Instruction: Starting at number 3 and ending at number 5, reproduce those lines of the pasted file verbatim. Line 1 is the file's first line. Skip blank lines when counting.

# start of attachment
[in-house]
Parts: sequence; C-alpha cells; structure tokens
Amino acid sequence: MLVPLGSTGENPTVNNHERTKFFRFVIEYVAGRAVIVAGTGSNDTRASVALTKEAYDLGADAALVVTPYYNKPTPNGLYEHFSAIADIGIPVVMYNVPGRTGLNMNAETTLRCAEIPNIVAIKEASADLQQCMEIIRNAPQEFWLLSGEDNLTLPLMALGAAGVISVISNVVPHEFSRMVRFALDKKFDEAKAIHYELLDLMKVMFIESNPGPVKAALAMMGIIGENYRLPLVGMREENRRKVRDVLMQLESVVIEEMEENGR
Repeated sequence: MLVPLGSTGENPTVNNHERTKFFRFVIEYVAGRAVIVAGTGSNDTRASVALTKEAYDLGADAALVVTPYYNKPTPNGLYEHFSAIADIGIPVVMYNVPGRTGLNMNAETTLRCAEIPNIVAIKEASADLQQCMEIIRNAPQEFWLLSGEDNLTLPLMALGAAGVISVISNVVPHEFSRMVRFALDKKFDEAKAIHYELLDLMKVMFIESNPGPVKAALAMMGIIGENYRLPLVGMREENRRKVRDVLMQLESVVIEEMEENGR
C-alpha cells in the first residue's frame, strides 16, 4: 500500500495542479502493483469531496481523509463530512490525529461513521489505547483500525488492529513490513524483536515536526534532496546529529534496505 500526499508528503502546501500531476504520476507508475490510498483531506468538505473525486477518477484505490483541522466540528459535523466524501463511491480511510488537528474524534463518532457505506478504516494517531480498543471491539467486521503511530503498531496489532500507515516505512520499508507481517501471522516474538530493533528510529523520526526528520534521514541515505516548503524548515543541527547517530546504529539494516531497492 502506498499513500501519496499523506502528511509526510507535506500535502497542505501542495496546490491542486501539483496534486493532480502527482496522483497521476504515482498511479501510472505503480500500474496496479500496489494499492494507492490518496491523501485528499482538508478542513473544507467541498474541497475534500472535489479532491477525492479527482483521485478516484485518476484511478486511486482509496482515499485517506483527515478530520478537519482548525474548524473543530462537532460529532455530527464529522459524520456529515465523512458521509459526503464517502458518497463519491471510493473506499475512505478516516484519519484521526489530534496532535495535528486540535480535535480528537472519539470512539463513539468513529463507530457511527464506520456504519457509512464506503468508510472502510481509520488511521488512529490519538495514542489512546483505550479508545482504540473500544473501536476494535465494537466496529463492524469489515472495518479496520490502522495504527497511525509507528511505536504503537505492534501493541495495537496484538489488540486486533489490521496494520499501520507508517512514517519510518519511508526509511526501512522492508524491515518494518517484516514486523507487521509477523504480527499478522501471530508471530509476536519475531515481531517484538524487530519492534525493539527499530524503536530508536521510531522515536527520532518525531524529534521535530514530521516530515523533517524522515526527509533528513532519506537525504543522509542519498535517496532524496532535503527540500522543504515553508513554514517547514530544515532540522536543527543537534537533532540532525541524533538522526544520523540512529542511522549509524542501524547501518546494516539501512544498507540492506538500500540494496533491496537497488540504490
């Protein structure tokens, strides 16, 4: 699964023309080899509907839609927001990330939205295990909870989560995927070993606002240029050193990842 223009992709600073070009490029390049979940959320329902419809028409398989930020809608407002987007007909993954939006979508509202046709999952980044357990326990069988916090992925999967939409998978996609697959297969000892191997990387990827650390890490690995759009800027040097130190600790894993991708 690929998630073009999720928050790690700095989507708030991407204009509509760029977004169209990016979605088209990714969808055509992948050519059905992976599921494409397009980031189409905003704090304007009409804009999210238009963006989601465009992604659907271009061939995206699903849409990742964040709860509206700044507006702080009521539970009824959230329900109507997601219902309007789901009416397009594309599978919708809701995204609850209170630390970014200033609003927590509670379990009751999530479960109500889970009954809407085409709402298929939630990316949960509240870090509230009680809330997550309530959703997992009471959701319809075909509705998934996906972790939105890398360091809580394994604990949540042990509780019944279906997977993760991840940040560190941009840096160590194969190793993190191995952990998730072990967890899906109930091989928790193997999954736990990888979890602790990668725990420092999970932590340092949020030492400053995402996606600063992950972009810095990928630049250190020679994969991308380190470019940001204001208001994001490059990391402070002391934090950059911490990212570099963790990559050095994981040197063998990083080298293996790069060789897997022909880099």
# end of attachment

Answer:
Amino acid sequence: MLVPLGSTGENPTVNNHERTKFFRFVIEYVAGRAVIVAGTGSNDTRASVALTKEAYDLGADAALVVTPYYNKPTPNGLYEHFSAIADIGIPVVMYNVPGRTGLNMNAETTLRCAEIPNIVAIKEASADLQQCMEIIRNAPQEFWLLSGEDNLTLPLMALGAAGVISVISNVVPHEFSRMVRFALDKKFDEAKAIHYELLDLMKVMFIESNPGPVKAALAMMGIIGENYRLPLVGMREENRRKVRDVLMQLESVVIEEMEENGR
Repeated sequence: MLVPLGSTGENPTVNNHERTKFFRFVIEYVAGRAVIVAGTGSNDTRASVALTKEAYDLGADAALVVTPYYNKPTPNGLYEHFSAIADIGIPVVMYNVPGRTGLNMNAETTLRCAEIPNIVAIKEASADLQQCMEIIRNAPQEFWLLSGEDNLTLPLMALGAAGVISVISNVVPHEFSRMVRFALDKKFDEAKAIHYELLDLMKVMFIESNPGPVKAALAMMGIIGENYRLPLVGMREENRRKVRDVLMQLESVVIEEMEENGR
C-alpha cells in the first residue's frame, strides 16, 4: 500500500495542479502493483469531496481523509463530512490525529461513521489505547483500525488492529513490513524483536515536526534532496546529529534496505 500526499508528503502546501500531476504520476507508475490510498483531506468538505473525486477518477484505490483541522466540528459535523466524501463511491480511510488537528474524534463518532457505506478504516494517531480498543471491539467486521503511530503498531496489532500507515516505512520499508507481517501471522516474538530493533528510529523520526526528520534521514541515505516548503524548515543541527547517530546504529539494516531497492 502506498499513500501519496499523506502528511509526510507535506500535502497542505501542495496546490491542486501539483496534486493532480502527482496522483497521476504515482498511479501510472505503480500500474496496479500496489494499492494507492490518496491523501485528499482538508478542513473544507467541498474541497475534500472535489479532491477525492479527482483521485478516484485518476484511478486511486482509496482515499485517506483527515478530520478537519482548525474548524473543530462537532460529532455530527464529522459524520456529515465523512458521509459526503464517502458518497463519491471510493473506499475512505478516516484519519484521526489530534496532535495535528486540535480535535480528537472519539470512539463513539468513529463507530457511527464506520456504519457509512464506503468508510472502510481509520488511521488512529490519538495514542489512546483505550479508545482504540473500544473501536476494535465494537466496529463492524469489515472495518479496520490502522495504527497511525509507528511505536504503537505492534501493541495495537496484538489488540486486533489490521496494520499501520507508517512514517519510518519511508526509511526501512522492508524491515518494518517484516514486523507487521509477523504480527499478522501471530508471530509476536519475531515481531517484538524487530519492534525493539527499530524503536530508536521510531522515536527520532518525531524529534521535530514530521516530515523533517524522515526527509533528513532519506537525504543522509542519498535517496532524496532535503527540500522543504515553508513554514517547514530544515532540522536543527543537534537533532540532525541524533538522526544520523540512529542511522549509524542501524547501518546494516539501512544498507540492506538500500540494496533491496537497488540504490